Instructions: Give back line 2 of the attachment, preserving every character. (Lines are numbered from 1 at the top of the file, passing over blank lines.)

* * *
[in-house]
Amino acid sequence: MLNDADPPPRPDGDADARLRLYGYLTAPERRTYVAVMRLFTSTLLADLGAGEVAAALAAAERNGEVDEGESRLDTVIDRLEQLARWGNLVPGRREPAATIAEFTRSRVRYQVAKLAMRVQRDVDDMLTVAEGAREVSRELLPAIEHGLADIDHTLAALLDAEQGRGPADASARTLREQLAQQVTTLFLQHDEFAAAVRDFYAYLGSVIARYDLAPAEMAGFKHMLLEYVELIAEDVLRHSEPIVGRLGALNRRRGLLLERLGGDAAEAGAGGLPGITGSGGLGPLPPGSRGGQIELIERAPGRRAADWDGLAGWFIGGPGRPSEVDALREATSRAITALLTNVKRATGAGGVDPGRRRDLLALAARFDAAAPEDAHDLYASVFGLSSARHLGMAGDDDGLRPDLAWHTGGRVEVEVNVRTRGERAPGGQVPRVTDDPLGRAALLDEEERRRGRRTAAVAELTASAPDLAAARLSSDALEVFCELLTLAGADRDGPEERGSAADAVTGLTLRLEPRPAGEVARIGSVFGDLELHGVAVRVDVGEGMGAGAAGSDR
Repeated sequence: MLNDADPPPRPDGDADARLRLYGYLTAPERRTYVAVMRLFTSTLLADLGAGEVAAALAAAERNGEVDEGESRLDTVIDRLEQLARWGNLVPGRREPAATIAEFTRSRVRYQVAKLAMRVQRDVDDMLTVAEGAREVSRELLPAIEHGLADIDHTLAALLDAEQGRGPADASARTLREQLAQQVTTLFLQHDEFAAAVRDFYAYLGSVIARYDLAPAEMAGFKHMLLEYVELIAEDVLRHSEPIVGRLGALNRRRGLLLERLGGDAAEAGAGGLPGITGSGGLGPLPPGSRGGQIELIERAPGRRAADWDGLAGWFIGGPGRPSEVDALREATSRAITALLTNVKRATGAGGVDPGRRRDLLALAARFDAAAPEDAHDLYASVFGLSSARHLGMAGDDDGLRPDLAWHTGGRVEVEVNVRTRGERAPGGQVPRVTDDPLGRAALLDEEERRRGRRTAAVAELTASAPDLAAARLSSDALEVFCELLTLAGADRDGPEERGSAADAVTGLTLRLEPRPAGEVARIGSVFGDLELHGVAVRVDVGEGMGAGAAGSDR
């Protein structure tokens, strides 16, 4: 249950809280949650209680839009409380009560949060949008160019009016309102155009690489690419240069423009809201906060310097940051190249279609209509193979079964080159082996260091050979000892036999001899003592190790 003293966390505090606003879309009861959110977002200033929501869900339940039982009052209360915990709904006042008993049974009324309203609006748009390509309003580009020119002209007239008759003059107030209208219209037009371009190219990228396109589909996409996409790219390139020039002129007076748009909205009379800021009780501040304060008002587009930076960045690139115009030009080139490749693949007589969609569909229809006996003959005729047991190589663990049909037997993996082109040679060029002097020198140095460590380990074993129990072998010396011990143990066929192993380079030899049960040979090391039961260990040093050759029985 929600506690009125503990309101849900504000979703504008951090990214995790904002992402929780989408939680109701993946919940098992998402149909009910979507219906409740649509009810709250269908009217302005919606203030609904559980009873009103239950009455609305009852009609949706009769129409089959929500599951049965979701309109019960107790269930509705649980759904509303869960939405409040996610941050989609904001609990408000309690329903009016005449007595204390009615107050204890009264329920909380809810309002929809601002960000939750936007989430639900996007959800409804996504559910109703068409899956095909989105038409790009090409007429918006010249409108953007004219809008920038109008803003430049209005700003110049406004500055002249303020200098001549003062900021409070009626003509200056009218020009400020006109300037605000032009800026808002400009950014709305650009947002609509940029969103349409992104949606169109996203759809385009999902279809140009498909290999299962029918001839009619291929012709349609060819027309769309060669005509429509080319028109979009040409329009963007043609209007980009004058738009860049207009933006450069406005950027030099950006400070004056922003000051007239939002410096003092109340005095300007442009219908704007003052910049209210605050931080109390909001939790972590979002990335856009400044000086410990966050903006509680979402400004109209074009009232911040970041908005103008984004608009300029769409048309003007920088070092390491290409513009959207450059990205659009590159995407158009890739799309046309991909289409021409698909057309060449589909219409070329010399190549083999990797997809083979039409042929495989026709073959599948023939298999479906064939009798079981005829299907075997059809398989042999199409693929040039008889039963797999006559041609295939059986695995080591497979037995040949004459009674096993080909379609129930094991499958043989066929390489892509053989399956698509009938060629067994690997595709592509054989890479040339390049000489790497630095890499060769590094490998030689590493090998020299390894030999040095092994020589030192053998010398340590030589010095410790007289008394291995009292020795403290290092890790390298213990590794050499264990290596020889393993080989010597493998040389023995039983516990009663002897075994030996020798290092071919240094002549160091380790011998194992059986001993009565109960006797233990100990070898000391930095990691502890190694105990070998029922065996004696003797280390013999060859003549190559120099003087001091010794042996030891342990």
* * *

Amino acid sequence: MLNDADPPPRPDGDADARLRLYGYLTAPERRTYVAVMRLFTSTLLADLGAGEVAAALAAAERNGEVDEGESRLDTVIDRLEQLARWGNLVPGRREPAATIAEFTRSRVRYQVAKLAMRVQRDVDDMLTVAEGAREVSRELLPAIEHGLADIDHTLAALLDAEQGRGPADASARTLREQLAQQVTTLFLQHDEFAAAVRDFYAYLGSVIARYDLAPAEMAGFKHMLLEYVELIAEDVLRHSEPIVGRLGALNRRRGLLLERLGGDAAEAGAGGLPGITGSGGLGPLPPGSRGGQIELIERAPGRRAADWDGLAGWFIGGPGRPSEVDALREATSRAITALLTNVKRATGAGGVDPGRRRDLLALAARFDAAAPEDAHDLYASVFGLSSARHLGMAGDDDGLRPDLAWHTGGRVEVEVNVRTRGERAPGGQVPRVTDDPLGRAALLDEEERRRGRRTAAVAELTASAPDLAAARLSSDALEVFCELLTLAGADRDGPEERGSAADAVTGLTLRLEPRPAGEVARIGSVFGDLELHGVAVRVDVGEGMGAGAAGSDR